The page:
We investigate the functional roles of nonlinear neural dynamics in the brain, which can be regarded as a dynamical system with large degrees of freedom, and is composed of a number of nonlinear elements (e.g., neurons and glia). The brain exhibits a variety of nonlinear phenomena. We investigate the functional role of nonlinear dynamics such as oscillations, synchrony, and noise-induced phenomena in brain information processing associated with perception, cognition, motor functions, and social functions from a computational neuroscience perspective.
We deal with EEG (electroencephalography), ECoG (electrocorticography),MEG (magnetoencephalography), and fMRI (functional magnetic resonance imaging) data in humans while human subjects are engaged in cognitive tasks, at rest, or during noninvasive brain stimulation such as TMS (transcranial magnetic stimulation). We analyze the brain data and try mathematical modeling based on nonlinear dynamical systems theory, information theory, signal processing theory, complex network analysis, and statistical machine learning methods.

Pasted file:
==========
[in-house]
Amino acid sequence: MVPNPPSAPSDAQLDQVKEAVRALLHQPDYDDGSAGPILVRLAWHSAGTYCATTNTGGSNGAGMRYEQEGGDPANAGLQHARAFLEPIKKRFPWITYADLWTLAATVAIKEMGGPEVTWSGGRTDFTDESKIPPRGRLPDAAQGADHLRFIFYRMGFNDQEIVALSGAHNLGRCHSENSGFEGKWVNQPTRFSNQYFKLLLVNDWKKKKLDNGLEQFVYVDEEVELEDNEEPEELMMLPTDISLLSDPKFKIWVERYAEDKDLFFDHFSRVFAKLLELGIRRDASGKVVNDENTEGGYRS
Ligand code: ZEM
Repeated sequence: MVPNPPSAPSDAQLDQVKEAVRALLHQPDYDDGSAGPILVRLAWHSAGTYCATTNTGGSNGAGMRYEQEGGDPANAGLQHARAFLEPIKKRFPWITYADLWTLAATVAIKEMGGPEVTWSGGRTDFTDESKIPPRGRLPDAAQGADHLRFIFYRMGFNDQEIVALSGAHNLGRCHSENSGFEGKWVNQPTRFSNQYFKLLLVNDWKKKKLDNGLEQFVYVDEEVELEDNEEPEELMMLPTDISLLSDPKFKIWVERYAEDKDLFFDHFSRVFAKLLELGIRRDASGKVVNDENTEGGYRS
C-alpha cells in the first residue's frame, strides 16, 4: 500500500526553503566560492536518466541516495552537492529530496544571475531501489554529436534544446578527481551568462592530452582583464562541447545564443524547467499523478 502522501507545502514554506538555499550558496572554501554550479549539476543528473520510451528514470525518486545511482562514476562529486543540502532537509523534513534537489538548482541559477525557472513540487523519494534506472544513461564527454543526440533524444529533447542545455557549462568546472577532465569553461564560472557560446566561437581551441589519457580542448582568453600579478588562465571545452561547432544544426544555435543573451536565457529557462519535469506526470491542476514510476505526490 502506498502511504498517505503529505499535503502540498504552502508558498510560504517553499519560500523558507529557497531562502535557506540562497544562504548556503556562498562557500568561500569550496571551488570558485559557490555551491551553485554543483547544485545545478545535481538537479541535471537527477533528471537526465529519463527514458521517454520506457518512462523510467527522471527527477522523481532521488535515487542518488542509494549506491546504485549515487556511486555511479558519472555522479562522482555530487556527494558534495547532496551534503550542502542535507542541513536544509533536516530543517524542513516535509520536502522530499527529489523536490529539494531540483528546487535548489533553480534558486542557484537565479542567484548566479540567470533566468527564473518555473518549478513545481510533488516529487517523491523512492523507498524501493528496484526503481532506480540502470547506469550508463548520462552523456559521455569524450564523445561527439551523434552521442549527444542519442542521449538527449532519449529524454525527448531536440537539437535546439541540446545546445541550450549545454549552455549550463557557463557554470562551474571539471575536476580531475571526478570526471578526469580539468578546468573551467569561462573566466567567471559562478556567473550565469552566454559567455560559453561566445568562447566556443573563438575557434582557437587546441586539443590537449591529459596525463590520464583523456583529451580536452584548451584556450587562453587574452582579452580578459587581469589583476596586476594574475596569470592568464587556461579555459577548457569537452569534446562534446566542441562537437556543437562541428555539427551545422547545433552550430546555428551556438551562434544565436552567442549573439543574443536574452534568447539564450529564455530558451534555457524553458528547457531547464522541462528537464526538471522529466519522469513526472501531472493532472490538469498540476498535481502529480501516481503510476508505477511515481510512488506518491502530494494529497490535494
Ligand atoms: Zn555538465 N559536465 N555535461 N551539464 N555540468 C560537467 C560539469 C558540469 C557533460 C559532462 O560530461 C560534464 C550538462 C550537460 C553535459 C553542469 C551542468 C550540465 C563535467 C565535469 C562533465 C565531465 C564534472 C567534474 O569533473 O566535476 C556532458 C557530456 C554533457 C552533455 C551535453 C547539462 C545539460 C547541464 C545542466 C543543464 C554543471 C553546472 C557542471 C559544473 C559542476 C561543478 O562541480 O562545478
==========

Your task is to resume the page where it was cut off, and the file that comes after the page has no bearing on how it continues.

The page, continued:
We also analyze clinical data obtained from collaborators and try to understand clinical symptoms in terms of altered neural dynamics. Moreover, we try to investigate the relationship between neural dynamics and phenomena in different layers such as autonomic nervous activity and excitation/inhibition balance in neural circuits for the integrative understanding of functional roles of neural dynamics and thereby try to contribute to the scientific community and the broader society.